The Process of Selling My Car

This past month I stocked up on greasy hair gel, white strips for my teeth, and ironed my only suit. It was time to sell my used car! I had gone through the process before, but I was extremely lucky. This time around, I had to develop a plan and discipline myself to stick with it!

My Previous Experience: I truly was spoiled by selling my last car 4 years ago. I had a message on my phone within 30 minutes of listing it and I shook hands in a deal within 2 hours that was above my sale price goal! This time around, it wasn’t so easy.

My Plan

I wanted to utilize free avenues of advertisement first, and resort to other means if I wasn’t successful. My goal was to sell the car within 30 days for a price that was near Kelly Blue Book value private party sale value. My last resort was to trade in the car at a local dealer.

My Preparation

  • Purchased a CarFax report  (purchased a one-month unlimited subscription for $69.00 while I was in the process of buying a used car)
  • Familiarized myself with the Kelly Blue Book value for my vehicle. I saved the link so I could share it with interested parties.
  • Cleaned the car for pictures.

My Process

Week 1: List for sale on Craigslist for $7750. This was a free post where I was able to post 15 pictures.

Week 2: List for sale on Cars.com for $7500 (changed Craigslist ad). The site offers a free post for 30 days, but with only 5 pictures. One nice feature of cars.com is that you can see how many ‘hits’ your ad is producing.

Week 3: Listed car in local newspaper for $7250. I chose a 3 day package (Friday, Saturday, and Sunday) for $60.

Week 4: Lower price to $7000.

Week 5: Consider trading in or lowering price further.

Things I Learned

  • Time is money…as the process dragged into the third and fourth weeks, the hassle of managing the advertisements and an extra car taking up garage space, I was much more tempted to take offers like the one I got for $6600 in the third week.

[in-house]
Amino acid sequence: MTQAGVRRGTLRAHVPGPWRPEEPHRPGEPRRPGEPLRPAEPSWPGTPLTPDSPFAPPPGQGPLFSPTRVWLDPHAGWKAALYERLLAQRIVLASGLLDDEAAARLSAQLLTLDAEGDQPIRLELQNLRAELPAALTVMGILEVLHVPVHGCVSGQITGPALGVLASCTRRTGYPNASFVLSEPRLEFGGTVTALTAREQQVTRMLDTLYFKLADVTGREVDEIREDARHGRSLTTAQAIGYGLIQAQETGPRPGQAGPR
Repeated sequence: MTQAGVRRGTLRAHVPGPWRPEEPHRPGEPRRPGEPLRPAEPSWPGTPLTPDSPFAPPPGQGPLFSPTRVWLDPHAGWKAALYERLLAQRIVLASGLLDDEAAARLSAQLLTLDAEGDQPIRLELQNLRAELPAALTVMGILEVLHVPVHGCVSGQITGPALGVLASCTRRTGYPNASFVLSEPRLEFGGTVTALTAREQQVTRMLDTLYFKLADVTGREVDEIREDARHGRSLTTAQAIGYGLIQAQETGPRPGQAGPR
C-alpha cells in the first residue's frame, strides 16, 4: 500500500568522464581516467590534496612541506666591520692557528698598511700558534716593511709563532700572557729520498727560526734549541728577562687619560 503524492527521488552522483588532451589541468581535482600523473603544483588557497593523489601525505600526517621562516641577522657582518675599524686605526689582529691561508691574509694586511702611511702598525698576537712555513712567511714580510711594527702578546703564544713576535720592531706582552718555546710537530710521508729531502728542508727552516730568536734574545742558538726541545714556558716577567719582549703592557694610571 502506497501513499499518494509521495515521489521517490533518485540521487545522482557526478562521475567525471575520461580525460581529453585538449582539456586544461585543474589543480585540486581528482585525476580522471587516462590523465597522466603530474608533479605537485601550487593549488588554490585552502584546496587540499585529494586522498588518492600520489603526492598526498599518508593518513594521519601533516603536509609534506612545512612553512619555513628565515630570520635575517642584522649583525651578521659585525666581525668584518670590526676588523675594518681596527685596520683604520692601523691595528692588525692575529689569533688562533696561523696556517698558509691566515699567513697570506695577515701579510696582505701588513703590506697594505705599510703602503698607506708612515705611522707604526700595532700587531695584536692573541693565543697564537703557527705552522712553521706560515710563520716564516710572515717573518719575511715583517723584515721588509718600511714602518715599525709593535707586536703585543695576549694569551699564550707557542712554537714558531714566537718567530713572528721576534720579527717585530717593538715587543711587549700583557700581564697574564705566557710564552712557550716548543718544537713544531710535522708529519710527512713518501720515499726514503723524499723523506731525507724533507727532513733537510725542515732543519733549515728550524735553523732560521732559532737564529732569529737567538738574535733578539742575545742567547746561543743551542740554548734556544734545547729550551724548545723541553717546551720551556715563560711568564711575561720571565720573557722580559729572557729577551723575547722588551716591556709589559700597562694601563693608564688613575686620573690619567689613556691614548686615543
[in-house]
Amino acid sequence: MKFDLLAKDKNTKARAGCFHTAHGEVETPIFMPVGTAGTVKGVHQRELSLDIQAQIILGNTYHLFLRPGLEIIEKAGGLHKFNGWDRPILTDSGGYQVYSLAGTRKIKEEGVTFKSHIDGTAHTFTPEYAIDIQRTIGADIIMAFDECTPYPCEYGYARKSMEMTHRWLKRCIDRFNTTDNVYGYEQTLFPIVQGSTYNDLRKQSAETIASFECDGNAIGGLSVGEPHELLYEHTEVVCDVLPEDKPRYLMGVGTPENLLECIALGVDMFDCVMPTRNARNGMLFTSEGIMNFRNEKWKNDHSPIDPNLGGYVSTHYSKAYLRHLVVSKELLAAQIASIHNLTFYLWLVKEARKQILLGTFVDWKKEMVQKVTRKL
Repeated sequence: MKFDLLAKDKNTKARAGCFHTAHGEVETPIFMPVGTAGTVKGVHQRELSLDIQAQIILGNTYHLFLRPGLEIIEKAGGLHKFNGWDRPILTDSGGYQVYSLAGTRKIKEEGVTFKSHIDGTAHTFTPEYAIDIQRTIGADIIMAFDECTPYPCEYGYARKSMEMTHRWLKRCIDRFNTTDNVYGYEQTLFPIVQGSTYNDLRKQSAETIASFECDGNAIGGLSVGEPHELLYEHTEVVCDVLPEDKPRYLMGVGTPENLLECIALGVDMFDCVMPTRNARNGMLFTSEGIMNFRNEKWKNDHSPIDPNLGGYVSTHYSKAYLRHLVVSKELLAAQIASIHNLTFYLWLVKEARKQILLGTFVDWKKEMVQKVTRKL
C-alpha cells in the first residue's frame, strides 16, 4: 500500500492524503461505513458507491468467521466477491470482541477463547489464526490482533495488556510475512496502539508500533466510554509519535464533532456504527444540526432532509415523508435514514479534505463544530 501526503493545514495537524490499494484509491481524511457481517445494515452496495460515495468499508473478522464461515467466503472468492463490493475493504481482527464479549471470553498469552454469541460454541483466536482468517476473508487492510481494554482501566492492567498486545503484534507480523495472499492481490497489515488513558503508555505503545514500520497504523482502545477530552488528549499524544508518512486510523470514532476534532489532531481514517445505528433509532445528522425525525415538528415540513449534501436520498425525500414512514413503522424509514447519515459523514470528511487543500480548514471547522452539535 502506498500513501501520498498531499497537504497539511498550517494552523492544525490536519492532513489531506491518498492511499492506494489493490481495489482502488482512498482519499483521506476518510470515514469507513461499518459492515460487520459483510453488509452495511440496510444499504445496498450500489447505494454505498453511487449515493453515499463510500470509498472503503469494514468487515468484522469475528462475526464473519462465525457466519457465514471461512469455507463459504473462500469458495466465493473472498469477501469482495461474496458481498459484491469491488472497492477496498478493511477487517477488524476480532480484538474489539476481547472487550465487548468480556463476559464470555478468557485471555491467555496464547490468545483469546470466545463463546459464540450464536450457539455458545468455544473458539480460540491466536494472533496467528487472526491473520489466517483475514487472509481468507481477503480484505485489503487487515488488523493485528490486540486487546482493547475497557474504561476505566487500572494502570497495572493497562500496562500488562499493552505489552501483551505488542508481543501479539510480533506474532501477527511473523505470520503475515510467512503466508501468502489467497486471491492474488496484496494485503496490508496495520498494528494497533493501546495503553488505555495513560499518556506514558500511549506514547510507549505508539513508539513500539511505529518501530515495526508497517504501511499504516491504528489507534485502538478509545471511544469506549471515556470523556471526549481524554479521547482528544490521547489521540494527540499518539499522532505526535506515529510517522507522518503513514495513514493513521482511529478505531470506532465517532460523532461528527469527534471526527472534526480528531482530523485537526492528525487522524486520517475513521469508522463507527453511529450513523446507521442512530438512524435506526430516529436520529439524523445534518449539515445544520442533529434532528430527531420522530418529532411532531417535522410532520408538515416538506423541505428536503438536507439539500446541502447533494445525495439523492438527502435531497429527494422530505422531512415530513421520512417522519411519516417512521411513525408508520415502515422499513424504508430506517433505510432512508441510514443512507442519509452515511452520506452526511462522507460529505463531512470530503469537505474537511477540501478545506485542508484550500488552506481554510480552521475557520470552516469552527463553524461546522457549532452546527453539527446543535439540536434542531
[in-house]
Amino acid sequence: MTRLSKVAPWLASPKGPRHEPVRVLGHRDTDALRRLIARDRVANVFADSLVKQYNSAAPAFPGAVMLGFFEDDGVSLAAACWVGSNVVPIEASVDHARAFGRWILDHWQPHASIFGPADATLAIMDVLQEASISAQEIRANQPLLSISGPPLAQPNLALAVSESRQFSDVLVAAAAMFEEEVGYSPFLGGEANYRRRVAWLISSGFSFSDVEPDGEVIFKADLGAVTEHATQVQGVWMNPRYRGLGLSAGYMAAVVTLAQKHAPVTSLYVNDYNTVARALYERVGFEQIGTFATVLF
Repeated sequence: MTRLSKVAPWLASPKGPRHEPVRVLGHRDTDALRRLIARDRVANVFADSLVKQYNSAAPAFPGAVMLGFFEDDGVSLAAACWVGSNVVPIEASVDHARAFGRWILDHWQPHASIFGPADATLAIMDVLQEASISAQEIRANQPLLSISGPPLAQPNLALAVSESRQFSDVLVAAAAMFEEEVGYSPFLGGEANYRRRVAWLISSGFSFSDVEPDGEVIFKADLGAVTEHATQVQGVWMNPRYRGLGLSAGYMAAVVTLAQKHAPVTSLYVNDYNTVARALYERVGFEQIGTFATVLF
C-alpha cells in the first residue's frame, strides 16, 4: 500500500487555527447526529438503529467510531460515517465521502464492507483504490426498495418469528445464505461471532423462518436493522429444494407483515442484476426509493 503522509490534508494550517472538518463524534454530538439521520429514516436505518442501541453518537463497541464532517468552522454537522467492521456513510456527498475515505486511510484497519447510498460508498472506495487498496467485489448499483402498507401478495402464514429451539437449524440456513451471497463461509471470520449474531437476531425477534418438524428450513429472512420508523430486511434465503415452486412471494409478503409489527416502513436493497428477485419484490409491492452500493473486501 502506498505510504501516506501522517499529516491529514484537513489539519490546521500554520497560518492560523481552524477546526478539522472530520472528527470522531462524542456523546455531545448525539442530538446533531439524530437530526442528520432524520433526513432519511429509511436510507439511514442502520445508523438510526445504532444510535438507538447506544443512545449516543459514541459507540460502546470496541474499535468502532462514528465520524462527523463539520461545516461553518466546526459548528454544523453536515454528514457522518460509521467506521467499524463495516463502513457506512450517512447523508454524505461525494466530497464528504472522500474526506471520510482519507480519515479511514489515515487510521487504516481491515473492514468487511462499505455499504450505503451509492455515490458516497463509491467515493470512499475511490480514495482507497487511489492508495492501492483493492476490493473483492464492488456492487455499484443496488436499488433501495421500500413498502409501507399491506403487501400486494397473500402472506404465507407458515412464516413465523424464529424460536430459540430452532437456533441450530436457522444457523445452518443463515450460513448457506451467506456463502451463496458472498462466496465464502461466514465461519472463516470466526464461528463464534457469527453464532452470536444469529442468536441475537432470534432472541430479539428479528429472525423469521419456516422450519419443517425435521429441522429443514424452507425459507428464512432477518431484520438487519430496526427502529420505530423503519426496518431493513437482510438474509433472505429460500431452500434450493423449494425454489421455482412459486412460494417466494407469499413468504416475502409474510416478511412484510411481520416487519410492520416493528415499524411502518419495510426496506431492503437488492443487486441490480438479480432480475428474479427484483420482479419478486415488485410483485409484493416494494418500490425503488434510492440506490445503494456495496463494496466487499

• Scam alert…you know what’s worse than a sneaky car salesman? Online scammers. In the second week, I got a text from a mystery number that claimed a military serviceman wanted to buy my car immediately for the listed price. For a few hours, I thought I had sold a car. After doing some digging, I found out this is a popular scam to pilfer money through phony paypal accounts. If you’re listing anything for sale (especially for free), you open yourself up by listing your phone number and e-mail, even if you select the option to not be contacted by unsolicited services.
  • CarFax and KBB are your friend (and enemy)…these estimated values can save you or doom you. I appreciated that these values gave me a number to point to as a fair deal when interested parties were negotiating. I was fortunate to have a clean title and no major service records on the CarFax. However, if the CarFax has any red flags, you usually have some explaining to do every time a person inquires.

My first car took 30 minutes to sell. This car took over 30 days to sell! During this time, I met 2 people to test drive the car but offer below $6,000. I also had 2 people say they “fell in love with the car” over e-mail. I guess they fell out of love quickly because they didn’t respond to my messages.

At long last, 6 weeks later, I entertained a person’s offer who consistently checked in with me but never went above $6000. It was humbling to sell for significantly lower than my goal, but the peace of mind of getting rid of the car helped ease the pain.

What have you done to sell your car effectively and efficiently? Should I have just bought more hair gel?

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